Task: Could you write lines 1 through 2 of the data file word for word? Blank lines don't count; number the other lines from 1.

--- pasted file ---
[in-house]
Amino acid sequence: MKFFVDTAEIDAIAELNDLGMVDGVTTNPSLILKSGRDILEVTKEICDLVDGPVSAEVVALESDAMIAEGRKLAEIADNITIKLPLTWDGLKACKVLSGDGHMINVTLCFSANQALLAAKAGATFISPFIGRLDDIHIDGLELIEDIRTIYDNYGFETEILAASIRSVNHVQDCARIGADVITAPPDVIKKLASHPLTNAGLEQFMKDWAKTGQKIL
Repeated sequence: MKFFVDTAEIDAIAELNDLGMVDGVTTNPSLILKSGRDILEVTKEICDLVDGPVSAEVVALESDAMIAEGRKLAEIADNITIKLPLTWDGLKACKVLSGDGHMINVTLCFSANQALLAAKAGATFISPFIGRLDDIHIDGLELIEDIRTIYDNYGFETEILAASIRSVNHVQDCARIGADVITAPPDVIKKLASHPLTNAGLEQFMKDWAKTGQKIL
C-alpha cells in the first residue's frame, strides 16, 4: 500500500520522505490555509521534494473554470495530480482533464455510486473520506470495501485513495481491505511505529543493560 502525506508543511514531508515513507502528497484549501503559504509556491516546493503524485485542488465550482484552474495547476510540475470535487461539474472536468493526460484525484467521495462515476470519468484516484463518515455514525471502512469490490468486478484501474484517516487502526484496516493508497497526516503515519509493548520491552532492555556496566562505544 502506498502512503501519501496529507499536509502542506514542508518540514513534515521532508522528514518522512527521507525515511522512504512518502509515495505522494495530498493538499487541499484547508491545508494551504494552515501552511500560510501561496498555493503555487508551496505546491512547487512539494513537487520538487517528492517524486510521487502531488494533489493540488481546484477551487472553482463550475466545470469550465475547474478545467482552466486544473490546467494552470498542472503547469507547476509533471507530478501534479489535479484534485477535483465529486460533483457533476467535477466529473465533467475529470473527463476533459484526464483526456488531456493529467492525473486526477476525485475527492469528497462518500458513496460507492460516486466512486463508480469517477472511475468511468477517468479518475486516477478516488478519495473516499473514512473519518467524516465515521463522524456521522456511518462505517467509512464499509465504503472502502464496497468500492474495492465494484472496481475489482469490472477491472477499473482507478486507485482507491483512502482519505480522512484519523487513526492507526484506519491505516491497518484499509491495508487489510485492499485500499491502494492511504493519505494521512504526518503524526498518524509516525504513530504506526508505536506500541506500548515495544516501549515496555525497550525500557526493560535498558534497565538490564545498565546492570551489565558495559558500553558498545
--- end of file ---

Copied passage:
[in-house]
Amino acid sequence: MKFFVDTAEIDAIAELNDLGMVDGVTTNPSLILKSGRDILEVTKEICDLVDGPVSAEVVALESDAMIAEGRKLAEIADNITIKLPLTWDGLKACKVLSGDGHMINVTLCFSANQALLAAKAGATFISPFIGRLDDIHIDGLELIEDIRTIYDNYGFETEILAASIRSVNHVQDCARIGADVITAPPDVIKKLASHPLTNAGLEQFMKDWAKTGQKIL